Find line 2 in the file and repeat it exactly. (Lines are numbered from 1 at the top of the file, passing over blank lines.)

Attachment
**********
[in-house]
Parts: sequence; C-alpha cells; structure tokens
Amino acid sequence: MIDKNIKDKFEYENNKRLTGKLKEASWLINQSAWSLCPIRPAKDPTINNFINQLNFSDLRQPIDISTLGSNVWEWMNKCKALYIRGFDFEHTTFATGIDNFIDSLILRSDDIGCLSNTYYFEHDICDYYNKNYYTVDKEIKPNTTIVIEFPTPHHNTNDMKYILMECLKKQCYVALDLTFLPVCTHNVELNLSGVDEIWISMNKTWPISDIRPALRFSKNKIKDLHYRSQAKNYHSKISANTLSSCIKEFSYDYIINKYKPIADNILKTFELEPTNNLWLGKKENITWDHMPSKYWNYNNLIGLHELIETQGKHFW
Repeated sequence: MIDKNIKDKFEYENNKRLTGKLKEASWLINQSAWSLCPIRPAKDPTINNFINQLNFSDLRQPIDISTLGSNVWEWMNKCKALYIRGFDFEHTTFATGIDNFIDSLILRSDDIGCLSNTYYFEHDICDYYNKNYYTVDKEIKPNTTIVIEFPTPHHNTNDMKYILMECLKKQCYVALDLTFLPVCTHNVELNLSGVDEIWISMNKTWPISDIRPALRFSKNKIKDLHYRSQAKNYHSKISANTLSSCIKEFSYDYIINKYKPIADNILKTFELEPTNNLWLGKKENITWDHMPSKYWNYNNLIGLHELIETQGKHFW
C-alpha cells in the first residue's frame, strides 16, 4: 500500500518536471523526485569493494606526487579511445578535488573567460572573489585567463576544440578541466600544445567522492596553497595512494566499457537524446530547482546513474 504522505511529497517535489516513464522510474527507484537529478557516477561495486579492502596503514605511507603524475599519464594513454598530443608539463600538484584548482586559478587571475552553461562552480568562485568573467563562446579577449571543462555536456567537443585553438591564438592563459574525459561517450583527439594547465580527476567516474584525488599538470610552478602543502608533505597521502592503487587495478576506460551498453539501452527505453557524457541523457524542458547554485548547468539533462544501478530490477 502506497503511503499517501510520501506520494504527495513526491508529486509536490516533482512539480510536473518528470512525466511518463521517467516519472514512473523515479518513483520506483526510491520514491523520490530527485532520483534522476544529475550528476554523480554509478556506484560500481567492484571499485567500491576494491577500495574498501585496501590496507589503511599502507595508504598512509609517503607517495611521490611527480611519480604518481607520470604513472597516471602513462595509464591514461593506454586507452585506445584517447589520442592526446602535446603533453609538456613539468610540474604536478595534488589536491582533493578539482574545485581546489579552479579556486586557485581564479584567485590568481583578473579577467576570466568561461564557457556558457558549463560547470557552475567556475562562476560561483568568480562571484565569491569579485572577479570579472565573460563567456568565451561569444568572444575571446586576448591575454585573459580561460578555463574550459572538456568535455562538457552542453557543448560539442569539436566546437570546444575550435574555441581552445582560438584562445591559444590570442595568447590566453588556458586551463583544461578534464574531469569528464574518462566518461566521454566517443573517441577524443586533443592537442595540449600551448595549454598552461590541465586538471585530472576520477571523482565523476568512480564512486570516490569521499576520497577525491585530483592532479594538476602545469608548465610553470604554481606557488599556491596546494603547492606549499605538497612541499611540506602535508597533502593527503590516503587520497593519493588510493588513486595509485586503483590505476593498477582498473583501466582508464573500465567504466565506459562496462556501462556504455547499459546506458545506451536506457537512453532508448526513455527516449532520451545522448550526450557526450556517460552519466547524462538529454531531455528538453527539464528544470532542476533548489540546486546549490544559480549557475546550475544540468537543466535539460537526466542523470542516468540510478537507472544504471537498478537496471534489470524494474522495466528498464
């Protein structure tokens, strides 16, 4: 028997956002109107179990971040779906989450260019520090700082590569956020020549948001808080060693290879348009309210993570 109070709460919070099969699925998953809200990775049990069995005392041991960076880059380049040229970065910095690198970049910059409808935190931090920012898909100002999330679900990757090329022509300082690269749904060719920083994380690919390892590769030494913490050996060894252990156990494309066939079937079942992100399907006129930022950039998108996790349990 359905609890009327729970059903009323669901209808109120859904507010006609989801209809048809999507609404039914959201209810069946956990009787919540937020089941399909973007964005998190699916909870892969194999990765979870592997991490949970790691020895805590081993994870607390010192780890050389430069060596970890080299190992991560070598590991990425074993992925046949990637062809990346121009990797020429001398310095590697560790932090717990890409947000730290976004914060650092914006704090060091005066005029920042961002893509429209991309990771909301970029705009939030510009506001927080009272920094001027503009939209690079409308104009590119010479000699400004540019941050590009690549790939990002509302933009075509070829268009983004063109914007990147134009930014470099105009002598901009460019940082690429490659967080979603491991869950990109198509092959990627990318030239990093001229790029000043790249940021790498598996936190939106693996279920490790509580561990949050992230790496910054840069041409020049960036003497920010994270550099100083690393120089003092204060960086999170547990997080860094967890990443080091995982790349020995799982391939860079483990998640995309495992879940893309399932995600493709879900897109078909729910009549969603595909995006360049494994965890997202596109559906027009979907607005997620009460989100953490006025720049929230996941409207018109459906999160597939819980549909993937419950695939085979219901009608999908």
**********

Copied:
Parts: sequence; C-alpha cells; structure tokens